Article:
• USDA Growing Zones: 3 to 8
    • Color Varieties: Pink
    • Sun Exposure: Part shade to full shade
    • Soil Needs: Average, medium, well-draining
    Continue to 9 of 15 below.
  • 09 of 15

    Horsetail (Equisetum hyemale)

    Stalks of horsetail rush plants growing in a mass.

    Frederic Cirou/Getty Images 

    Horsetail plants can tolerate a variety of conditions, including those where the soil is wet. In the wild, these plants grow in wet woodlands and along bodies of water. They reach around 2 to 4 feet tall with a 1- to 6-foot spread. And under the right conditions, they can be aggressive spreaders. So make sure to promptly and completely remove rhizomes (underground stems that send up new shoots) from where you don’t want them. 

    • USDA Growing Zones: 4 to 9
    • Color Varieties: Nonflowering
    • Sun Exposure: Full sun to part shade
    • Soil Needs: Average, medium to wet
  • 10 of 15

    Leopard Plant (Ligularia dentata 'Britt-Marie Crawford')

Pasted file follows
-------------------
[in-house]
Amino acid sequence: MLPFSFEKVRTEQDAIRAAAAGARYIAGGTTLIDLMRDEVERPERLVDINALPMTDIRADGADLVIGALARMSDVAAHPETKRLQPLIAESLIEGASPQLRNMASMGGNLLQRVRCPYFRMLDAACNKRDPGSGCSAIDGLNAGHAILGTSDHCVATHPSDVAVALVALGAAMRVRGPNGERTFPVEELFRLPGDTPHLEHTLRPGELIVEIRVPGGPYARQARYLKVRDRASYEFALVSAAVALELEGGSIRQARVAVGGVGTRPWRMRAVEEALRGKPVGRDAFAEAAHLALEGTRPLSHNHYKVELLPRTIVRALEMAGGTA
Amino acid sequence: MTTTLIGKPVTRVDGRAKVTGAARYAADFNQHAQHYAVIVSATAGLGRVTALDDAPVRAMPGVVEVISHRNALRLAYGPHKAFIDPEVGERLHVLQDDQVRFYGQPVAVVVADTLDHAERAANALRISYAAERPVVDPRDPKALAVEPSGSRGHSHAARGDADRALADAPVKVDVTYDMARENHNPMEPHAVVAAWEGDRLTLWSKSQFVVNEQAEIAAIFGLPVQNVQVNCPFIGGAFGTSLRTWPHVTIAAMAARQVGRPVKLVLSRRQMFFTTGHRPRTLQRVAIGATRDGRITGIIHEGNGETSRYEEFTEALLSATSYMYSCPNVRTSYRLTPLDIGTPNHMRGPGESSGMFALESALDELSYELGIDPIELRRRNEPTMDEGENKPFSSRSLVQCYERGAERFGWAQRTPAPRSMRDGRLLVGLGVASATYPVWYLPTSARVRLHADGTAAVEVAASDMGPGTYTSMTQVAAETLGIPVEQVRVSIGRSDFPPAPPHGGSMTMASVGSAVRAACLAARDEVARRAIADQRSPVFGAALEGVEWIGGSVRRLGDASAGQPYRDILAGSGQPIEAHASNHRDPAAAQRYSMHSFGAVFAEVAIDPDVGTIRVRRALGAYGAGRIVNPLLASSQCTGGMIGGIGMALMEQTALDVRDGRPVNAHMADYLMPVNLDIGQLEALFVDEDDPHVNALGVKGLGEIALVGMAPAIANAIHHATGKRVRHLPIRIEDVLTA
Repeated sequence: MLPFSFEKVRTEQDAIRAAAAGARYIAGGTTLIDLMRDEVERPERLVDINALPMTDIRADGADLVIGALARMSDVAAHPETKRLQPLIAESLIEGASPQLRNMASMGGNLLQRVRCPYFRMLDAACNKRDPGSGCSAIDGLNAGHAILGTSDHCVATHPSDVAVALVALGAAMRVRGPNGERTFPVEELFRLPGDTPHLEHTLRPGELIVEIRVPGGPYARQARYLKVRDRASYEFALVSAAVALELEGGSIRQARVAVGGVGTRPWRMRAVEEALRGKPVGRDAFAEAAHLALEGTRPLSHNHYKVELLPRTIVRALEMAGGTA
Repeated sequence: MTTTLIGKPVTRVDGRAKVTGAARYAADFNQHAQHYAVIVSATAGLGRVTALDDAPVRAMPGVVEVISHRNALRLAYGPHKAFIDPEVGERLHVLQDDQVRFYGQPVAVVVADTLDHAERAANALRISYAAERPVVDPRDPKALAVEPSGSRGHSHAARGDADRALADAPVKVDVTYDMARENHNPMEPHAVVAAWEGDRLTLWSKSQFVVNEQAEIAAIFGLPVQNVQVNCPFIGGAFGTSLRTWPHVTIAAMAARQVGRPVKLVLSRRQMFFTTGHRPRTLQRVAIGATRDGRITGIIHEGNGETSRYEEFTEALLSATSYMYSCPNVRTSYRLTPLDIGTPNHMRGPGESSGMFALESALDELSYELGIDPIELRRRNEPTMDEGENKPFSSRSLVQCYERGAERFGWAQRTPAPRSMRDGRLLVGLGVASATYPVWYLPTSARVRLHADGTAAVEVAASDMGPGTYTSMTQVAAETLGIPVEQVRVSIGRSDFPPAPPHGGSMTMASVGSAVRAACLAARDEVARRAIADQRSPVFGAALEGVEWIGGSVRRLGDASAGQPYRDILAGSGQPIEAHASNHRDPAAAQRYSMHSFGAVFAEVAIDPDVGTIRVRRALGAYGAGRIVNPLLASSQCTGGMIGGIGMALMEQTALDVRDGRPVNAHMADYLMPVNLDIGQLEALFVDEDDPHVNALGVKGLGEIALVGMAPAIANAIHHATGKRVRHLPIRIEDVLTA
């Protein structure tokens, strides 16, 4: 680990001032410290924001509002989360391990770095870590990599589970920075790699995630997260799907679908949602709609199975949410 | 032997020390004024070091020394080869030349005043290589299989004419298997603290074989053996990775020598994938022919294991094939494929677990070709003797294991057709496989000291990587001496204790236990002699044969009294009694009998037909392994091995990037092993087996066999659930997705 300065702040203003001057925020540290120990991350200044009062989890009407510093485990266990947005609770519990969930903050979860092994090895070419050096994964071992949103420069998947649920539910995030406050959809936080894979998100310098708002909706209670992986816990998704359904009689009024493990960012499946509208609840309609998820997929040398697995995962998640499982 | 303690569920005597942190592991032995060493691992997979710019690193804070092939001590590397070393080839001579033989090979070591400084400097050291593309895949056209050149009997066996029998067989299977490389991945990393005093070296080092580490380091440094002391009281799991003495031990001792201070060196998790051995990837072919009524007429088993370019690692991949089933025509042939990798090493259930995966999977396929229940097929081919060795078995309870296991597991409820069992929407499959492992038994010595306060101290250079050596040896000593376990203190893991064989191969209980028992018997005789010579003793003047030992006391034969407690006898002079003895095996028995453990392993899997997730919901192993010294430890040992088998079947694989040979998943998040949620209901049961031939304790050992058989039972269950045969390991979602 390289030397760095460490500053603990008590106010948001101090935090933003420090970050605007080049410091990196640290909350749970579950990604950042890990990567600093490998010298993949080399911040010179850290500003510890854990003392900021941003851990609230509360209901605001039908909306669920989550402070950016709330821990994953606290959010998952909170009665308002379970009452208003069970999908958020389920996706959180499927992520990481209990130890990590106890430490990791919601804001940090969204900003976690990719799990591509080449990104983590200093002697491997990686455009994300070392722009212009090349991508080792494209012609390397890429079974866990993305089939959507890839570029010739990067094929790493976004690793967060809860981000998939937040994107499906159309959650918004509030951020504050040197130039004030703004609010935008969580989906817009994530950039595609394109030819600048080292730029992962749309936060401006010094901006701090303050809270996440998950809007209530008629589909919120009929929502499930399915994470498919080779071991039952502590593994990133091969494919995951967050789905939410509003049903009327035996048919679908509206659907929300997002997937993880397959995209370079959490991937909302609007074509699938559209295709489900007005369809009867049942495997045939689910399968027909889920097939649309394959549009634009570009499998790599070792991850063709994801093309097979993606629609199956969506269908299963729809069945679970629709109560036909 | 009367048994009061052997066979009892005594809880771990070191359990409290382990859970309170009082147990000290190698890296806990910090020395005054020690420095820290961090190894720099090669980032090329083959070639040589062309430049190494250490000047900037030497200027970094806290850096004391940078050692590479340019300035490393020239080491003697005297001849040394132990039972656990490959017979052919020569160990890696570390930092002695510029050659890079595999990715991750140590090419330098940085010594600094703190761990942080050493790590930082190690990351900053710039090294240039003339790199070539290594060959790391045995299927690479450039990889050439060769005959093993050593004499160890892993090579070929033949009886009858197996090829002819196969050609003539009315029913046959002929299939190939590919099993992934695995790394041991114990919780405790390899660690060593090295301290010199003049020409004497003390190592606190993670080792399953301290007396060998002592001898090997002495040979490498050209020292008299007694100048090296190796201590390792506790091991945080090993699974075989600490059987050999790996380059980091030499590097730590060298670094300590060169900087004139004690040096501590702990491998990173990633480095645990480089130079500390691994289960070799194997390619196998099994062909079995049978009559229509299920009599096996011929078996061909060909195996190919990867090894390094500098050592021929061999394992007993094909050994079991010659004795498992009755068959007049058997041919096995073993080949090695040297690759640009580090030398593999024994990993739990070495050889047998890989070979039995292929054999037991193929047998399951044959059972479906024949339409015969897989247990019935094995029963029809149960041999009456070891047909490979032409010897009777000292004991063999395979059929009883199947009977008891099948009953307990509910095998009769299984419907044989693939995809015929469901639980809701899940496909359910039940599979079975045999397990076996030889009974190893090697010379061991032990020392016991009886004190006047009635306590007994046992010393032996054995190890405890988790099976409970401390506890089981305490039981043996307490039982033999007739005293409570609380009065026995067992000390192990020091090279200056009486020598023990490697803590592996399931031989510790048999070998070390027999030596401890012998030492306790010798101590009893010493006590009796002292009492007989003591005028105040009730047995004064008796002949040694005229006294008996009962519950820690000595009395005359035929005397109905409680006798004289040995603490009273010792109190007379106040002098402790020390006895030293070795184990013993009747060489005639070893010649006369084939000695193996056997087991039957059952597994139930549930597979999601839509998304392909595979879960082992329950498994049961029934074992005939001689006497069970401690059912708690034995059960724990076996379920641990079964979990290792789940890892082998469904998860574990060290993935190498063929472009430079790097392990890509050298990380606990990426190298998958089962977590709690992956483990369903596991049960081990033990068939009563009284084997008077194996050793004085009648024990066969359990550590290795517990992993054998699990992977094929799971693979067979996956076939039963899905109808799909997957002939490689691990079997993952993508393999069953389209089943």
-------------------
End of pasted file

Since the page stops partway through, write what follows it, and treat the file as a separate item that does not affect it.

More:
Flowers of Leopard Plant

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    The leopard plant is a great option to grow around water features and in rain gardens. Its showy yellow-orange flowers, which bloom in the early summer, are similar to daisies. And its large leaves are an interesting dark purple with some green tones. This plant only reaches around 2 to 3 feet tall with a slightly smaller spread. Water regularly and deeply, so the soil never dries out. And ensure that it has some shade, especially in hot weather.

    • USDA Growing Zones: 4 to 8
    • Color Varieties: Yellow-orange
    • Sun Exposure: Part shade to full shade
    • Soil Needs: Rich, medium to wet
  • 11 of 15

    Marsh Marigold (Caltha palustris)

    Marsh marigold blooming